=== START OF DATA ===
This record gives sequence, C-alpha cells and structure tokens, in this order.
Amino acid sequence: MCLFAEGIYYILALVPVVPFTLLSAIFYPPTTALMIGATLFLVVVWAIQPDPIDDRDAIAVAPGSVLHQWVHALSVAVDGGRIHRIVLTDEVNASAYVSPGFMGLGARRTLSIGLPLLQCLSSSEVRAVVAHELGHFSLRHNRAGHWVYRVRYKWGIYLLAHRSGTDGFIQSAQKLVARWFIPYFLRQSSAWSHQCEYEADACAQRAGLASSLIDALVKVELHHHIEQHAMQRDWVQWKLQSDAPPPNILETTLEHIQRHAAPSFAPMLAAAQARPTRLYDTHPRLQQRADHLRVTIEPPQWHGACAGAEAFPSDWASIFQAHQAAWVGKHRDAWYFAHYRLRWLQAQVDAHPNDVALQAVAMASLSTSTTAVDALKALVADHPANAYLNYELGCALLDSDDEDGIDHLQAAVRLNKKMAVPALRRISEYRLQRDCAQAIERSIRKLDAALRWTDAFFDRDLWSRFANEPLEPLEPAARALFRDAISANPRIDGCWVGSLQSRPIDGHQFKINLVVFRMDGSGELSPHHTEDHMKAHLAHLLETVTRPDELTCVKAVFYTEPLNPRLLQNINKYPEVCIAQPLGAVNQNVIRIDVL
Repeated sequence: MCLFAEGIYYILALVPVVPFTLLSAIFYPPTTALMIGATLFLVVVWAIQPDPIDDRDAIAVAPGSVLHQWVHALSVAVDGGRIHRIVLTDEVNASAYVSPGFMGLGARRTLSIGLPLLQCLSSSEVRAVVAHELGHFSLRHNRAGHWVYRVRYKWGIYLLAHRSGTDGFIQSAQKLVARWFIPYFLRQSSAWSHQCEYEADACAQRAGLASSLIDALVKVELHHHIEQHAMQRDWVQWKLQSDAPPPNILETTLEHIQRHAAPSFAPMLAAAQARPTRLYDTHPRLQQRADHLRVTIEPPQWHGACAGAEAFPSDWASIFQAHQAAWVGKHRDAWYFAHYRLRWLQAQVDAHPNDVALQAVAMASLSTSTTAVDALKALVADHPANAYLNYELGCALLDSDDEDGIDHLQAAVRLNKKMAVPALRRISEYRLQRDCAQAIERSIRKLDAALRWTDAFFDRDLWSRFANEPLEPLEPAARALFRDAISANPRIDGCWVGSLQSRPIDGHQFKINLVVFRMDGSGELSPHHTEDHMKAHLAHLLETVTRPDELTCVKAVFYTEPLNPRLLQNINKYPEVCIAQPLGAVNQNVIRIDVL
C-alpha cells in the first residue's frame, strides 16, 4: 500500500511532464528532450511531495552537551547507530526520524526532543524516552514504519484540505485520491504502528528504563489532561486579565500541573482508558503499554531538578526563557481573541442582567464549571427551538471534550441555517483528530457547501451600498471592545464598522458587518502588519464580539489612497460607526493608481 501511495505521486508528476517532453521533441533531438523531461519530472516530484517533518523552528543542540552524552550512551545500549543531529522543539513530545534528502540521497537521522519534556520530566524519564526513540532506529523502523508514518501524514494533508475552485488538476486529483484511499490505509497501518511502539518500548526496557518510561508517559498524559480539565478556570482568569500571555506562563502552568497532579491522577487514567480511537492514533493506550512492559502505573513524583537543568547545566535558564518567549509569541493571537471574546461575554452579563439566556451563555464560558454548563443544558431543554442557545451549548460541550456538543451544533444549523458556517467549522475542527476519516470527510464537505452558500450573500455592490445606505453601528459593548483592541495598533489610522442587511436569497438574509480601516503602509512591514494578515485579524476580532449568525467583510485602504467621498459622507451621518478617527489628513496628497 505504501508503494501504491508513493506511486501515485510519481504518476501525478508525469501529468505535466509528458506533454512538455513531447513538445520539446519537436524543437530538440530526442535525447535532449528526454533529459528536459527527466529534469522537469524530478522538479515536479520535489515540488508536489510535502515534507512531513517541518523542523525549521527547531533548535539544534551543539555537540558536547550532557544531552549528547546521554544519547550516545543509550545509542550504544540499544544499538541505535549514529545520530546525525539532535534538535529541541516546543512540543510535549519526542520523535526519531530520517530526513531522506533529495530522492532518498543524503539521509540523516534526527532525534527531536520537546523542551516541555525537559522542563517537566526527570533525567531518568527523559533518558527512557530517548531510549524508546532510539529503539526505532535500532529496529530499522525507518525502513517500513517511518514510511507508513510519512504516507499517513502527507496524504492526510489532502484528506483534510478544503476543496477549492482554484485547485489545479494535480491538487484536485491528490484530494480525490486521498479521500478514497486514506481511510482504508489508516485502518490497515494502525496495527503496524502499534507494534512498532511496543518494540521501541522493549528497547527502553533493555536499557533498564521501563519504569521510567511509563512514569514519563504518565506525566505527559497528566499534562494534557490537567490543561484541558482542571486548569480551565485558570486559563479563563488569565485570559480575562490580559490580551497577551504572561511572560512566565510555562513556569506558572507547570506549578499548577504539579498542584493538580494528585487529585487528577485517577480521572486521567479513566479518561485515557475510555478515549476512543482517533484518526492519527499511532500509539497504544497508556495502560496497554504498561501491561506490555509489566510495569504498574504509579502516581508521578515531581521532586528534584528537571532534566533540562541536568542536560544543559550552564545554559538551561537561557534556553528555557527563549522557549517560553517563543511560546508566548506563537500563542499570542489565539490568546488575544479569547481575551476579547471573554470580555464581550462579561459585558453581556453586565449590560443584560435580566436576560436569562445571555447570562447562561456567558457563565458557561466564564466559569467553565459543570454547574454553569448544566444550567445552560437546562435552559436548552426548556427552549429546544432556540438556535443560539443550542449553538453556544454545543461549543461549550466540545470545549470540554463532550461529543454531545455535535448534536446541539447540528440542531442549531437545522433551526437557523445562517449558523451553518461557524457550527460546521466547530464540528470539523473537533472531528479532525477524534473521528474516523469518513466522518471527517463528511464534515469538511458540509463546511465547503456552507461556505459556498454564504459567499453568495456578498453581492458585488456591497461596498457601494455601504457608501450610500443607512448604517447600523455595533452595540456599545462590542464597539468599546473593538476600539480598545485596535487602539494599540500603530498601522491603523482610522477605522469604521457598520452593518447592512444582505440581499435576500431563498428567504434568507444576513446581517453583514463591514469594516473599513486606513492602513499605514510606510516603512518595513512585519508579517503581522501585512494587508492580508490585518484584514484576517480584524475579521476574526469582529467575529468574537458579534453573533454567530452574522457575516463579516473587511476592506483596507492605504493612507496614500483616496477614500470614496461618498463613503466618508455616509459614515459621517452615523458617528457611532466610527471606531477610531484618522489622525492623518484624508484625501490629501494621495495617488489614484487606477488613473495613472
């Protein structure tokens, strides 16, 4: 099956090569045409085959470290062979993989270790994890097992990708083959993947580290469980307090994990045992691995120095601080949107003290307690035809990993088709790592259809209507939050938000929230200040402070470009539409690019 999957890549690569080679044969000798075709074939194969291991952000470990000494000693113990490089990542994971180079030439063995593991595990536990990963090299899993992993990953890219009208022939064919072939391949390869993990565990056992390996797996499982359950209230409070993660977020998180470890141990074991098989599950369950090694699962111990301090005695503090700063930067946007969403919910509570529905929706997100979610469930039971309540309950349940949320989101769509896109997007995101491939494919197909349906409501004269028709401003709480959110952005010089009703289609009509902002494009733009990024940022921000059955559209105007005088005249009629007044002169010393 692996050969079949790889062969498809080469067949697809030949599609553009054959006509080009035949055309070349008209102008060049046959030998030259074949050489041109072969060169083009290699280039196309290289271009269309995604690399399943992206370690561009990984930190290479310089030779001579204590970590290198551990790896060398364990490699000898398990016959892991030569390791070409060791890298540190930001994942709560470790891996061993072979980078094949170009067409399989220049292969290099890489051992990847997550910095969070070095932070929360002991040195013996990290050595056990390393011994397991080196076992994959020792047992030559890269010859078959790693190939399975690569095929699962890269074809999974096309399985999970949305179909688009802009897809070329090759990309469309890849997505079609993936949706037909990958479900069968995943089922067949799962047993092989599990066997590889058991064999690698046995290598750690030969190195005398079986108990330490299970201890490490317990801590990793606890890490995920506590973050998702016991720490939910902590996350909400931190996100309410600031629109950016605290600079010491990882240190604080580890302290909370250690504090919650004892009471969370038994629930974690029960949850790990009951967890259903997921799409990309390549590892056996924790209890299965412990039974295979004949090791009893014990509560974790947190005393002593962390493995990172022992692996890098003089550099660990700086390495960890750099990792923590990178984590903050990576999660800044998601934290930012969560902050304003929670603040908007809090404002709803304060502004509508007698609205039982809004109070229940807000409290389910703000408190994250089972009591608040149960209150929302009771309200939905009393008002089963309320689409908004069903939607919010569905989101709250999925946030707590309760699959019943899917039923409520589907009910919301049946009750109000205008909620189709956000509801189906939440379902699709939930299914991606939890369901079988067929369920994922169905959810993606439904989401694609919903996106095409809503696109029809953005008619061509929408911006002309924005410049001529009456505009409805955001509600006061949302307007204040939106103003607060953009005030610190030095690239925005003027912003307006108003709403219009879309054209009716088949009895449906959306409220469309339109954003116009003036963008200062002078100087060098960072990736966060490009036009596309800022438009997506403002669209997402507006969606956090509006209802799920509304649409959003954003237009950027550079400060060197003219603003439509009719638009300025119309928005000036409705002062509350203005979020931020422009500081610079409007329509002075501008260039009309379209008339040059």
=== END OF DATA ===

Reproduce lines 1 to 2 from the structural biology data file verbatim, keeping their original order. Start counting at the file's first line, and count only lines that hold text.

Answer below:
This record gives sequence, C-alpha cells and structure tokens, in this order.
Amino acid sequence: MCLFAEGIYYILALVPVVPFTLLSAIFYPPTTALMIGATLFLVVVWAIQPDPIDDRDAIAVAPGSVLHQWVHALSVAVDGGRIHRIVLTDEVNASAYVSPGFMGLGARRTLSIGLPLLQCLSSSEVRAVVAHELGHFSLRHNRAGHWVYRVRYKWGIYLLAHRSGTDGFIQSAQKLVARWFIPYFLRQSSAWSHQCEYEADACAQRAGLASSLIDALVKVELHHHIEQHAMQRDWVQWKLQSDAPPPNILETTLEHIQRHAAPSFAPMLAAAQARPTRLYDTHPRLQQRADHLRVTIEPPQWHGACAGAEAFPSDWASIFQAHQAAWVGKHRDAWYFAHYRLRWLQAQVDAHPNDVALQAVAMASLSTSTTAVDALKALVADHPANAYLNYELGCALLDSDDEDGIDHLQAAVRLNKKMAVPALRRISEYRLQRDCAQAIERSIRKLDAALRWTDAFFDRDLWSRFANEPLEPLEPAARALFRDAISANPRIDGCWVGSLQSRPIDGHQFKINLVVFRMDGSGELSPHHTEDHMKAHLAHLLETVTRPDELTCVKAVFYTEPLNPRLLQNINKYPEVCIAQPLGAVNQNVIRIDVL